By Prachi Bhardwaj
June 25, 2019

It was a moment of weakness timed perfectly with a well-placed advertisement — at least that’s the short version I tell myself about the time I paid too much for a bathing suit.

On a recent sleepless night, I was scrolling through my Instagram feed, when an ad popped up for a red and white striped two-piece. “Perfect,” I thought, fully aware that I was being target marketed because of a Google hole I fell down earlier that day, obsessing over the search phrase “white bathing suit.” My bachelorette was fast approaching, there would be a lake and sun involved, and damn it, I needed something pronto.

I had never bought anything off of Instagram before, but this looked promising. It was a women’s clothing company called Bisous Wear, and based on its website — which pulled up in the app itself, limiting my ability to x-out and re-open later — the suit I was eyeing was $37, marked down 51% from its usual $75.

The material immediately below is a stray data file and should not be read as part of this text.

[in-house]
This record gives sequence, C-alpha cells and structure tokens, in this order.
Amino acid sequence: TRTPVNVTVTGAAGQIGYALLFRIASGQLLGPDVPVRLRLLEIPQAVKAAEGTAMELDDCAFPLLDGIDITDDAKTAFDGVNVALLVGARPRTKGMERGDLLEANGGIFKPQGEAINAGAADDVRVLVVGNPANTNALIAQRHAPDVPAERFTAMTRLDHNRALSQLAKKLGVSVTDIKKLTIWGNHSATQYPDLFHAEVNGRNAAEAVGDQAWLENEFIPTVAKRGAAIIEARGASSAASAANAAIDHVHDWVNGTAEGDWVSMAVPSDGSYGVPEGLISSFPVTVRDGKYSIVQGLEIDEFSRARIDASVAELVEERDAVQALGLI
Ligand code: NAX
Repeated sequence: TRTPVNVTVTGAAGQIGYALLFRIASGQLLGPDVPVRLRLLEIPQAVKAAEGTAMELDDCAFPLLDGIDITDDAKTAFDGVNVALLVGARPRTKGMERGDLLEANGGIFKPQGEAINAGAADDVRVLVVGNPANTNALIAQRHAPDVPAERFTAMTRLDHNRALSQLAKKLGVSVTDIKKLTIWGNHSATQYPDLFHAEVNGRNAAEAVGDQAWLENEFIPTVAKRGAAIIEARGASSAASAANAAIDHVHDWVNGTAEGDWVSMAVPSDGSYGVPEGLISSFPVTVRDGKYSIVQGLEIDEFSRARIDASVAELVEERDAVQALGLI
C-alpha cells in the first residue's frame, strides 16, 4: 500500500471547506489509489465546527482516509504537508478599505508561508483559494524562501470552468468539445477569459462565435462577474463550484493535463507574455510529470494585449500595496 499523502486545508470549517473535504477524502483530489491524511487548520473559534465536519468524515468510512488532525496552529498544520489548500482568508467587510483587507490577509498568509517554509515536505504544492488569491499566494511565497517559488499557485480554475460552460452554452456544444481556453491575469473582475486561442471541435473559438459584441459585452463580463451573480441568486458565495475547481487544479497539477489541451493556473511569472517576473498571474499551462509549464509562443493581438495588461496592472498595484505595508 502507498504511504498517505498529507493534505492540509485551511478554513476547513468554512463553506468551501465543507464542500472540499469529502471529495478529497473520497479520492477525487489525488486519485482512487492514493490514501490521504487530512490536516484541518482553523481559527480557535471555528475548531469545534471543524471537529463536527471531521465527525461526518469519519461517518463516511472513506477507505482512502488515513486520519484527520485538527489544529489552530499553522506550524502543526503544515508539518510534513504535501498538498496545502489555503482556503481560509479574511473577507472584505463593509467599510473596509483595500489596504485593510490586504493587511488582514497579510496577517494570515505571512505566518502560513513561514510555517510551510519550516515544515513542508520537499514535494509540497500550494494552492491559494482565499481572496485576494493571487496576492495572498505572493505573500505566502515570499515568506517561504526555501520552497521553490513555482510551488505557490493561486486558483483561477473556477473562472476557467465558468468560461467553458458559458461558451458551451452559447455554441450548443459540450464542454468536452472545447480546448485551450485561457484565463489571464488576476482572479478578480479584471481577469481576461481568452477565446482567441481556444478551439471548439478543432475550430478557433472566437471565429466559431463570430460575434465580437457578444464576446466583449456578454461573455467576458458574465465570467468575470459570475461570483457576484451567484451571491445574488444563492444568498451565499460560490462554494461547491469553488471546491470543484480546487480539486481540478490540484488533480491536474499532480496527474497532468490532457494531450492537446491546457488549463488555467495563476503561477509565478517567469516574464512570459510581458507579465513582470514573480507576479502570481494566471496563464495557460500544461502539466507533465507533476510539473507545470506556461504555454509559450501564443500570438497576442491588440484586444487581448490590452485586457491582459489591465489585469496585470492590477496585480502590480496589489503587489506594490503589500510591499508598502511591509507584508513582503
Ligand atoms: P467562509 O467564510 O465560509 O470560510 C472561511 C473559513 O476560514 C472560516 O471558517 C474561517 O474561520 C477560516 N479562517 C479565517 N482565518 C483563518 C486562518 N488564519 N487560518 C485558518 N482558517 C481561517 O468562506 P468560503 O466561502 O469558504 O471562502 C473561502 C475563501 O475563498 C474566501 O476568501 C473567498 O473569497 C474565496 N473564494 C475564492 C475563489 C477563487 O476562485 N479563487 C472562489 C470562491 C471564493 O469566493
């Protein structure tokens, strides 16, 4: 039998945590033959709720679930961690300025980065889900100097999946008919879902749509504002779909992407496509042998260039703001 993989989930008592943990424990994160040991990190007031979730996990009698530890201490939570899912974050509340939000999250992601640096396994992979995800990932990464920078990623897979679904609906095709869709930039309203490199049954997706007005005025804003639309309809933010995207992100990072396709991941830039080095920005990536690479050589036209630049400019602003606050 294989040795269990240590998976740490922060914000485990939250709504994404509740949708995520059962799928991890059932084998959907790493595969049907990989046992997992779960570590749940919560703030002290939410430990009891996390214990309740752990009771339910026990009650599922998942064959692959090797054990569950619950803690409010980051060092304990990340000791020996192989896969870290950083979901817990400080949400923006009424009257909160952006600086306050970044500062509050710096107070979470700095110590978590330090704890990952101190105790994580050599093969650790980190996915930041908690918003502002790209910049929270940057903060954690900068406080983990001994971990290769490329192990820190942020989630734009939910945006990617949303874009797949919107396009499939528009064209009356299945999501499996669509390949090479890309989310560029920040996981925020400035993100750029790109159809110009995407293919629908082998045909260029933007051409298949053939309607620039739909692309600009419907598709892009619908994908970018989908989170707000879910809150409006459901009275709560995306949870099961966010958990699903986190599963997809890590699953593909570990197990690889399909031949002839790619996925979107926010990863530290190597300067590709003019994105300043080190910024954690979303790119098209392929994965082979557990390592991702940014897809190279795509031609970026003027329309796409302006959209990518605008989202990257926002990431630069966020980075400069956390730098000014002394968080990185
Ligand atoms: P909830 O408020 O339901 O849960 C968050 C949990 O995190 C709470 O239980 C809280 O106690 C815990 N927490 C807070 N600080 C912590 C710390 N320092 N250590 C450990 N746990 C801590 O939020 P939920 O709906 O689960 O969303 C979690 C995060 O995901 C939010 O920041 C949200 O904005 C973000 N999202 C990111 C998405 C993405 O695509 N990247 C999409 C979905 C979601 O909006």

A steal, right?

Bleary-eyed and afraid to lose my place or forego this killer bargain, I bought it, returned to my feed, and scrolled down …only to see that same suit being advertised by a different company. Nervously, I tapped “Shop Now.” Another women’s clothing store, Zaful.com, was selling my brand new $37-bathing suit for $18.99.

It was the difference of a twenty-dollar bill. Enough to pay for a weekend’s worth of s’mores, a tubing excursion down the river, and apparently a second bathing suit from Zaful. I emailed Bisous Wear, vaguely explaining that I’d made a mistake and that I’d like a refund.

“It’s only been a few hours,” I said. “So I’m hoping this shouldn’t be an issue.” Here’s what I got back:

Thanks for contacting us!

As per policy, orders cannot be canceled once they have been processed and placed, no exceptions.

We can adjust size/color/address if the request is sent within 24 hours of order placement.

We do not offer refunds, we apologize for any inconvenience.

https://bisouswear.com/pages/return-policy

Zaful’s return policy, I would soon learn, offers refunds. FULL REFUNDS.

I could see how one could argue that this certainly wasn’t the most well-advised decision. But as I sat on my bed at 2:00 a.m. buying things on my cell phone from a platform I had no experience with, I also felt completely and utterly taken advantage of.